Filmmaker Ng’endo Mukii made her mark in the world of film and animation with the release of Yellow Fever in 2013. In this talk, Mukii discusses why she chose to use animation and dance to challenge the representation of indigenous people and the consequences of the portrayal of African people as a dead or dying population.
Her exploration of these issues began when she found Gert Chesi’s The Last Africans around 10 years after its release. The book had a profound effect on Mukii because it, like other ethnographic books, portrayed African cultures as either dead or dying. She found that this theme would repeat itself throughout western ethnography because it better suited the need to colonise and “civilise” the indigenous population.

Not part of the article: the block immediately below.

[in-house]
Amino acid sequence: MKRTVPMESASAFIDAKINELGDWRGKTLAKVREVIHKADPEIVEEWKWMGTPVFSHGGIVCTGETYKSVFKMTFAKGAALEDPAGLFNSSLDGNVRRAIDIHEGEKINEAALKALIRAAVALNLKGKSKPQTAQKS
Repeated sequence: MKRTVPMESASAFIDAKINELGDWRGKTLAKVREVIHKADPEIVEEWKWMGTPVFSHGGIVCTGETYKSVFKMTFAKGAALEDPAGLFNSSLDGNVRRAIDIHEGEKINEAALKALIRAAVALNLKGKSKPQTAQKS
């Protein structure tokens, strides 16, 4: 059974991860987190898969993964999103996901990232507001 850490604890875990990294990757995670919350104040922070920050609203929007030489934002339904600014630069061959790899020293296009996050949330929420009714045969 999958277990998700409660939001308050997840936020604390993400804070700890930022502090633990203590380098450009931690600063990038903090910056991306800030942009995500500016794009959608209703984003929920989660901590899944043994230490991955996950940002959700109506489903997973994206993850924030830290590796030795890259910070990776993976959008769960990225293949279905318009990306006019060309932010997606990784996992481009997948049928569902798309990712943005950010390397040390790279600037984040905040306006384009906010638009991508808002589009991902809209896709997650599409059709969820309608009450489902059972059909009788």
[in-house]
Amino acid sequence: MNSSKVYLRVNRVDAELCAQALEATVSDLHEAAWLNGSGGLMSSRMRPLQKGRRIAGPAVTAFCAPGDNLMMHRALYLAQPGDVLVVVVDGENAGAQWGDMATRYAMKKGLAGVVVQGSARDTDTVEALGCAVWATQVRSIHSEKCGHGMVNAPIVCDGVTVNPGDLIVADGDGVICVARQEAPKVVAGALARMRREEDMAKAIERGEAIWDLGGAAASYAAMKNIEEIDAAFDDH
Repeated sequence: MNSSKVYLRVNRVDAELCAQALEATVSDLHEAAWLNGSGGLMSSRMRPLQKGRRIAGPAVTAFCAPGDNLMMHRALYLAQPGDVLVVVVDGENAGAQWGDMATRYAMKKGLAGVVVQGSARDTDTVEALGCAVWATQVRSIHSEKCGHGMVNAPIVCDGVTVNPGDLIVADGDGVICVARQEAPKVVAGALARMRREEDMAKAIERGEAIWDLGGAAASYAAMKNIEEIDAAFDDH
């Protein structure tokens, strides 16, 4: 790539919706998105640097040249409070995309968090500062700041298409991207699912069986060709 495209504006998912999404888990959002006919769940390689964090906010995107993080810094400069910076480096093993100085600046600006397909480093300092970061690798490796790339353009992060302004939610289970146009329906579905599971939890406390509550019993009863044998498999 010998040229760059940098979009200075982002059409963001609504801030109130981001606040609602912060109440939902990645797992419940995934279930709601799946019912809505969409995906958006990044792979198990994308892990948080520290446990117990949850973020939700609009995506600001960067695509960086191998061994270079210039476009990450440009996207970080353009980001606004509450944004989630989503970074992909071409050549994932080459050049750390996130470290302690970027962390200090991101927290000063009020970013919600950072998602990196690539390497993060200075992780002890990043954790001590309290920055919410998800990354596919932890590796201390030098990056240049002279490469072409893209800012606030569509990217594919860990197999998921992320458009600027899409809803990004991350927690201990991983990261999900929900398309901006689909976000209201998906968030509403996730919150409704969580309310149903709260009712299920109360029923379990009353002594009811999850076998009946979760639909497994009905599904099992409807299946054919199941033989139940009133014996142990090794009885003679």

She juxtaposed this form of storytelling with the purpose of a taxidermist. She says that the ethnographer creates the impression of death where life exists while the taxidermist creates the illusion of life where death exists.
Mukii found that this singular narrative had influenced Nairobi’s modern media, which was skewed to western ideals of beauty. One aspect that interested her was the growing trend of skin bleaching. African women would purchase beauty products to make their skin lighter to better emulate the light-skinned women touted as the height of beauty.
To explore this while steering clear of the stereotypes used to describe African issues, Mukii turned to animation. “I propose the use of animation in relation to indigenous people as a means of telling you that these people are human. The animation is not related to the indexical image and it is able to emulate human emotions and experiences.”
“Animation is not pretending to be alive as is the case with taxidermy, and unlike ethnography it’s not tied to a singular story,” she adds.